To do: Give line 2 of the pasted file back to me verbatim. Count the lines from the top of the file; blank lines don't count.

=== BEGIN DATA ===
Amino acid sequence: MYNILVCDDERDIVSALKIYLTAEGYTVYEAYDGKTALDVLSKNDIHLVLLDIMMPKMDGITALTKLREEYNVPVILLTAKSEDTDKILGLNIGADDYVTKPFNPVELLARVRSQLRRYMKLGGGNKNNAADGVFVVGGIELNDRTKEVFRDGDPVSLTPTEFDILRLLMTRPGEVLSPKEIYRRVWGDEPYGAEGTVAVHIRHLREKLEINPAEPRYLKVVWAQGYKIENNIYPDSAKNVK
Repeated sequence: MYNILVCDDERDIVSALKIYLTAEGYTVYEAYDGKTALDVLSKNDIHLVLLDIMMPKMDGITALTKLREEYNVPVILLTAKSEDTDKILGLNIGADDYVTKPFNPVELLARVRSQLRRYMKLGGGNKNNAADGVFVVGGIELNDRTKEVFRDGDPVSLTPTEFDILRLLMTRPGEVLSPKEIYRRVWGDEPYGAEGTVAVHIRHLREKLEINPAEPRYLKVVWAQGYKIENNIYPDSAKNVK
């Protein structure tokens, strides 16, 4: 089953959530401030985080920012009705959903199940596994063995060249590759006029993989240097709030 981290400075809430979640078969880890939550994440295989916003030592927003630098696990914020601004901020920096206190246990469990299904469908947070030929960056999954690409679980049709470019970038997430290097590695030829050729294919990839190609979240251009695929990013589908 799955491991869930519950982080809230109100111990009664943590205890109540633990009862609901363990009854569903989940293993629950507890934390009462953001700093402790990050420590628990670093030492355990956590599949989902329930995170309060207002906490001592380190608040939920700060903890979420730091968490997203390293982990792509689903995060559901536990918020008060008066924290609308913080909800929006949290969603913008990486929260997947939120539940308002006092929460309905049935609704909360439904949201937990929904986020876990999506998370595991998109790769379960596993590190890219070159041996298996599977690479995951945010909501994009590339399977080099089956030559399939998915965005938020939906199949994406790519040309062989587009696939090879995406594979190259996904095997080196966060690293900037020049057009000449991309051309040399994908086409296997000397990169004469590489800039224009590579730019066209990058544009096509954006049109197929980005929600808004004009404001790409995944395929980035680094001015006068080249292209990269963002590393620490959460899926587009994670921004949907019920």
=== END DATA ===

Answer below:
Repeated sequence: MYNILVCDDERDIVSALKIYLTAEGYTVYEAYDGKTALDVLSKNDIHLVLLDIMMPKMDGITALTKLREEYNVPVILLTAKSEDTDKILGLNIGADDYVTKPFNPVELLARVRSQLRRYMKLGGGNKNNAADGVFVVGGIELNDRTKEVFRDGDPVSLTPTEFDILRLLMTRPGEVLSPKEIYRRVWGDEPYGAEGTVAVHIRHLREKLEINPAEPRYLKVVWAQGYKIENNIYPDSAKNVK